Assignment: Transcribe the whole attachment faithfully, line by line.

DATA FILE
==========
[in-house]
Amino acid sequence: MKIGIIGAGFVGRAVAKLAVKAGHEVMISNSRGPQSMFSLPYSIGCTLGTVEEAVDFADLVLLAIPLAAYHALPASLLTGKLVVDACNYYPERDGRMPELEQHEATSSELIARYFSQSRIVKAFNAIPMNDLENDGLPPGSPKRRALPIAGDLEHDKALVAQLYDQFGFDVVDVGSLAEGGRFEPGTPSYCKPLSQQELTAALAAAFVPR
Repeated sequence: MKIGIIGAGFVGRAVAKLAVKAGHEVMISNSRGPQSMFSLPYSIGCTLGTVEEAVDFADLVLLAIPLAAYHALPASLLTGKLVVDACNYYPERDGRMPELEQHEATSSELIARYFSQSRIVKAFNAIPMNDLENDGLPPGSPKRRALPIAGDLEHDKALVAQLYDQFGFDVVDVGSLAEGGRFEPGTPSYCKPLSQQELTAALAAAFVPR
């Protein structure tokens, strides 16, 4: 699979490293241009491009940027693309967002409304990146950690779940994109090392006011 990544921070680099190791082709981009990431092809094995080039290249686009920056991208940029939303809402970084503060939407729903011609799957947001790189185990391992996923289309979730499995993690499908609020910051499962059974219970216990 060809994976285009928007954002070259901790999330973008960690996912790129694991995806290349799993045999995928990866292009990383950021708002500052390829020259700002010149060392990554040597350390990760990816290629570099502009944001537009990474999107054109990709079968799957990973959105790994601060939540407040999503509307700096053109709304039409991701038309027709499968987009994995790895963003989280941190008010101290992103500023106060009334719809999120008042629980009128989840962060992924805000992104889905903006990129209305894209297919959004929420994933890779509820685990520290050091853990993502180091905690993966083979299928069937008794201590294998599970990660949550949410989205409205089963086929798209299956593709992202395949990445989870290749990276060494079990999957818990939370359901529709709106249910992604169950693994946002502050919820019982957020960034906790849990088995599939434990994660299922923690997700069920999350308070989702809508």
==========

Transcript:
[in-house]
Amino acid sequence: MKIGIIGAGFVGRAVAKLAVKAGHEVMISNSRGPQSMFSLPYSIGCTLGTVEEAVDFADLVLLAIPLAAYHALPASLLTGKLVVDACNYYPERDGRMPELEQHEATSSELIARYFSQSRIVKAFNAIPMNDLENDGLPPGSPKRRALPIAGDLEHDKALVAQLYDQFGFDVVDVGSLAEGGRFEPGTPSYCKPLSQQELTAALAAAFVPR
Repeated sequence: MKIGIIGAGFVGRAVAKLAVKAGHEVMISNSRGPQSMFSLPYSIGCTLGTVEEAVDFADLVLLAIPLAAYHALPASLLTGKLVVDACNYYPERDGRMPELEQHEATSSELIARYFSQSRIVKAFNAIPMNDLENDGLPPGSPKRRALPIAGDLEHDKALVAQLYDQFGFDVVDVGSLAEGGRFEPGTPSYCKPLSQQELTAALAAAFVPR
């Protein structure tokens, strides 16, 4: 699979490293241009491009940027693309967002409304990146950690779940994109090392006011 990544921070680099190791082709981009990431092809094995080039290249686009920056991208940029939303809402970084503060939407729903011609799957947001790189185990391992996923289309979730499995993690499908609020910051499962059974219970216990 060809994976285009928007954002070259901790999330973008960690996912790129694991995806290349799993045999995928990866292009990383950021708002500052390829020259700002010149060392990554040597350390990760990816290629570099502009944001537009990474999107054109990709079968799957990973959105790994601060939540407040999503509307700096053109709304039409991701038309027709499968987009994995790895963003989280941190008010101290992103500023106060009334719809999120008042629980009128989840962060992924805000992104889905903006990129209305894209297919959004929420994933890779509820685990520290050091853990993502180091905690993966083979299928069937008794201590294998599970990660949550949410989205409205089963086929798209299956593709992202395949990445989870290749990276060494079990999957818990939370359901529709709106249910992604169950693994946002502050919820019982957020960034906790849990088995599939434990994660299922923690997700069920999350308070989702809508």